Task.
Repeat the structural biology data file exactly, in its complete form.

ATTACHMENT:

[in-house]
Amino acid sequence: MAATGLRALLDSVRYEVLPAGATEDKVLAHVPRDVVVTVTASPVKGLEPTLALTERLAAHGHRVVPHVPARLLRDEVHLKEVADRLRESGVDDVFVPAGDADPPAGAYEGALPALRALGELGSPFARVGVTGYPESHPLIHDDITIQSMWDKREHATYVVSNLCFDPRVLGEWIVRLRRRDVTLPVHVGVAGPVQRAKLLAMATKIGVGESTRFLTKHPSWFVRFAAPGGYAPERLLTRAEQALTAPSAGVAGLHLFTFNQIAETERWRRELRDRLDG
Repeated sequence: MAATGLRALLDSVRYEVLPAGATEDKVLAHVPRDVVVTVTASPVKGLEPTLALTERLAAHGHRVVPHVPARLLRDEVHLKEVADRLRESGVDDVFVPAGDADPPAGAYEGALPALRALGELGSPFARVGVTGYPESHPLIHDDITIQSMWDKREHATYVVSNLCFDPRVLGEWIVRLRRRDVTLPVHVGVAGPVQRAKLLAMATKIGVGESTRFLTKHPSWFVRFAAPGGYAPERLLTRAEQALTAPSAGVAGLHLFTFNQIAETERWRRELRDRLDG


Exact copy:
[in-house]
Amino acid sequence: MAATGLRALLDSVRYEVLPAGATEDKVLAHVPRDVVVTVTASPVKGLEPTLALTERLAAHGHRVVPHVPARLLRDEVHLKEVADRLRESGVDDVFVPAGDADPPAGAYEGALPALRALGELGSPFARVGVTGYPESHPLIHDDITIQSMWDKREHATYVVSNLCFDPRVLGEWIVRLRRRDVTLPVHVGVAGPVQRAKLLAMATKIGVGESTRFLTKHPSWFVRFAAPGGYAPERLLTRAEQALTAPSAGVAGLHLFTFNQIAETERWRRELRDRLDG
Repeated sequence: MAATGLRALLDSVRYEVLPAGATEDKVLAHVPRDVVVTVTASPVKGLEPTLALTERLAAHGHRVVPHVPARLLRDEVHLKEVADRLRESGVDDVFVPAGDADPPAGAYEGALPALRALGELGSPFARVGVTGYPESHPLIHDDITIQSMWDKREHATYVVSNLCFDPRVLGEWIVRLRRRDVTLPVHVGVAGPVQRAKLLAMATKIGVGESTRFLTKHPSWFVRFAAPGGYAPERLLTRAEQALTAPSAGVAGLHLFTFNQIAETERWRRELRDRLDG